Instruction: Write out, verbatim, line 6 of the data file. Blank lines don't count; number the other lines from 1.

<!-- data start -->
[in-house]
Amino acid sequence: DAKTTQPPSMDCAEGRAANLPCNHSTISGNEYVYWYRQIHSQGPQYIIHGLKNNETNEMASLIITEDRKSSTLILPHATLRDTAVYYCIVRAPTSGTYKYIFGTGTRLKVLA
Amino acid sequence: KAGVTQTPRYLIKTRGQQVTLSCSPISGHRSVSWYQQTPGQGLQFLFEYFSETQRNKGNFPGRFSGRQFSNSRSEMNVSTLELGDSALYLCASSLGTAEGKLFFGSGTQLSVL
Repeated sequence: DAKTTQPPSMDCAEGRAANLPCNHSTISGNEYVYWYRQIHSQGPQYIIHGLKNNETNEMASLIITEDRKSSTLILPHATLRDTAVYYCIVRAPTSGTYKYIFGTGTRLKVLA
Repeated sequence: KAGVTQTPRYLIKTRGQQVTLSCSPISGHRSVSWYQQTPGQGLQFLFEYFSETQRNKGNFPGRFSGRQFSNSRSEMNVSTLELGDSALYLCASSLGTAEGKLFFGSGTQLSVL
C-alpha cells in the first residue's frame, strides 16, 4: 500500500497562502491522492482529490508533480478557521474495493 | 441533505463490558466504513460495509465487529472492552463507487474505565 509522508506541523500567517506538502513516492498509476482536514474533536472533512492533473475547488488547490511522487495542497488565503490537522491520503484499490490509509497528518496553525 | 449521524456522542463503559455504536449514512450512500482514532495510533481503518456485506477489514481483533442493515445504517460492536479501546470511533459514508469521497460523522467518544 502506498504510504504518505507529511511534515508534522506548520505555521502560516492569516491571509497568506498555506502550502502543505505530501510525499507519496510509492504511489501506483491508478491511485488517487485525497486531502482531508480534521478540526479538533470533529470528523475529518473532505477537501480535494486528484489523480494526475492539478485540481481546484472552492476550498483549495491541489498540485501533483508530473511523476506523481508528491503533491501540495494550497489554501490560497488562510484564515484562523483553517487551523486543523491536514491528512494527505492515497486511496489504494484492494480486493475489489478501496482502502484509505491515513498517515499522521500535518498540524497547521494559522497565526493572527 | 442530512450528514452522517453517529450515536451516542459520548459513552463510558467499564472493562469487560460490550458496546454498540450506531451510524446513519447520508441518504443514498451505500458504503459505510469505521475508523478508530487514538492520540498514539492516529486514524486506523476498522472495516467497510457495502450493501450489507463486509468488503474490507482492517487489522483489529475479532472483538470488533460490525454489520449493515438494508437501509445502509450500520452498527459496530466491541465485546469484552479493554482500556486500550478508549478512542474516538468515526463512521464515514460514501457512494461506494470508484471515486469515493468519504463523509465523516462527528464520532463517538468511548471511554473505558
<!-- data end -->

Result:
C-alpha cells in the first residue's frame, strides 16, 4: 500500500497562502491522492482529490508533480478557521474495493 | 441533505463490558466504513460495509465487529472492552463507487474505565 509522508506541523500567517506538502513516492498509476482536514474533536472533512492533473475547488488547490511522487495542497488565503490537522491520503484499490490509509497528518496553525 | 449521524456522542463503559455504536449514512450512500482514532495510533481503518456485506477489514481483533442493515445504517460492536479501546470511533459514508469521497460523522467518544 502506498504510504504518505507529511511534515508534522506548520505555521502560516492569516491571509497568506498555506502550502502543505505530501510525499507519496510509492504511489501506483491508478491511485488517487485525497486531502482531508480534521478540526479538533470533529470528523475529518473532505477537501480535494486528484489523480494526475492539478485540481481546484472552492476550498483549495491541489498540485501533483508530473511523476506523481508528491503533491501540495494550497489554501490560497488562510484564515484562523483553517487551523486543523491536514491528512494527505492515497486511496489504494484492494480486493475489489478501496482502502484509505491515513498517515499522521500535518498540524497547521494559522497565526493572527 | 442530512450528514452522517453517529450515536451516542459520548459513552463510558467499564472493562469487560460490550458496546454498540450506531451510524446513519447520508441518504443514498451505500458504503459505510469505521475508523478508530487514538492520540498514539492516529486514524486506523476498522472495516467497510457495502450493501450489507463486509468488503474490507482492517487489522483489529475479532472483538470488533460490525454489520449493515438494508437501509445502509450500520452498527459496530466491541465485546469484552479493554482500556486500550478508549478512542474516538468515526463512521464515514460514501457512494461506494470508484471515486469515493468519504463523509465523516462527528464520532463517538468511548471511554473505558